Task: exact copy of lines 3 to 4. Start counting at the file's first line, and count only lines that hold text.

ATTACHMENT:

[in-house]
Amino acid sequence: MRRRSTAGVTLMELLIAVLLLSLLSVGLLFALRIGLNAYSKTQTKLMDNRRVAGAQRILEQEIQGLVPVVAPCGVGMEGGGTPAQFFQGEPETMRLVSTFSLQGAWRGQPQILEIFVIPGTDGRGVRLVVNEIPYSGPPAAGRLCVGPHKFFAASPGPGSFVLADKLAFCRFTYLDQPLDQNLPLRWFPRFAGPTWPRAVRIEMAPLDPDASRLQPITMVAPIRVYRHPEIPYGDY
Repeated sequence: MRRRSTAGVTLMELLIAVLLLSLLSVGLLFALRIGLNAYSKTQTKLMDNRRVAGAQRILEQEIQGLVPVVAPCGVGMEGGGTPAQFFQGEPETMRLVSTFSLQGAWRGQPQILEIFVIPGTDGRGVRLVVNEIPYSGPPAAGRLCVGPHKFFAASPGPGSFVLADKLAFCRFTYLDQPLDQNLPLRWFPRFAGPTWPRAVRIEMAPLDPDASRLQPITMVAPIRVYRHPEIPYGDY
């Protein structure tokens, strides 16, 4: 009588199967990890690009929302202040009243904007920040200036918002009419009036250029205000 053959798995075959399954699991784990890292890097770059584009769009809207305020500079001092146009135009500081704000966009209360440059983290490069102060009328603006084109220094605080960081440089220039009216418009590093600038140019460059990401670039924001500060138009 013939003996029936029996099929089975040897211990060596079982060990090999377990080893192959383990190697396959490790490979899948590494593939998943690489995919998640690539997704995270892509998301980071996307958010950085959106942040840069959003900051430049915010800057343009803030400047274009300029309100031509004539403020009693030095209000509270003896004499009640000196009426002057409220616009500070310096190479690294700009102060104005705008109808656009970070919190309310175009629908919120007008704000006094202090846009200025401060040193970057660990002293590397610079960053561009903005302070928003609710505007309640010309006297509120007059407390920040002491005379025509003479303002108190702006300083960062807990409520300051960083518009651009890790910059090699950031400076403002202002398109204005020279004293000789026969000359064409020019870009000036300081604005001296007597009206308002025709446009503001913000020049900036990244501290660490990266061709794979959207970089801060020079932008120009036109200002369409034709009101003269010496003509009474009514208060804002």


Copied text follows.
Repeated sequence: MRRRSTAGVTLMELLIAVLLLSLLSVGLLFALRIGLNAYSKTQTKLMDNRRVAGAQRILEQEIQGLVPVVAPCGVGMEGGGTPAQFFQGEPETMRLVSTFSLQGAWRGQPQILEIFVIPGTDGRGVRLVVNEIPYSGPPAAGRLCVGPHKFFAASPGPGSFVLADKLAFCRFTYLDQPLDQNLPLRWFPRFAGPTWPRAVRIEMAPLDPDASRLQPITMVAPIRVYRHPEIPYGDY
């Protein structure tokens, strides 16, 4: 009588199967990890690009929302202040009243904007920040200036918002009419009036250029205000 053959798995075959399954699991784990890292890097770059584009769009809207305020500079001092146009135009500081704000966009209360440059983290490069102060009328603006084109220094605080960081440089220039009216418009590093600038140019460059990401670039924001500060138009 013939003996029936029996099929089975040897211990060596079982060990090999377990080893192959383990190697396959490790490979899948590494593939998943690489995919998640690539997704995270892509998301980071996307958010950085959106942040840069959003900051430049915010800057343009803030400047274009300029309100031509004539403020009693030095209000509270003896004499009640000196009426002057409220616009500070310096190479690294700009102060104005705008109808656009970070919190309310175009629908919120007008704000006094202090846009200025401060040193970057660990002293590397610079960053561009903005302070928003609710505007309640010309006297509120007059407390920040002491005379025509003479303002108190702006300083960062807990409520300051960083518009651009890790910059090699950031400076403002202002398109204005020279004293000789026969000359064409020019870009000036300081604005001296007597009206308002025709446009503001913000020049900036990244501290660490990266061709794979959207970089801060020079932008120009036109200002369409034709009101003269010496003509009474009514208060804002």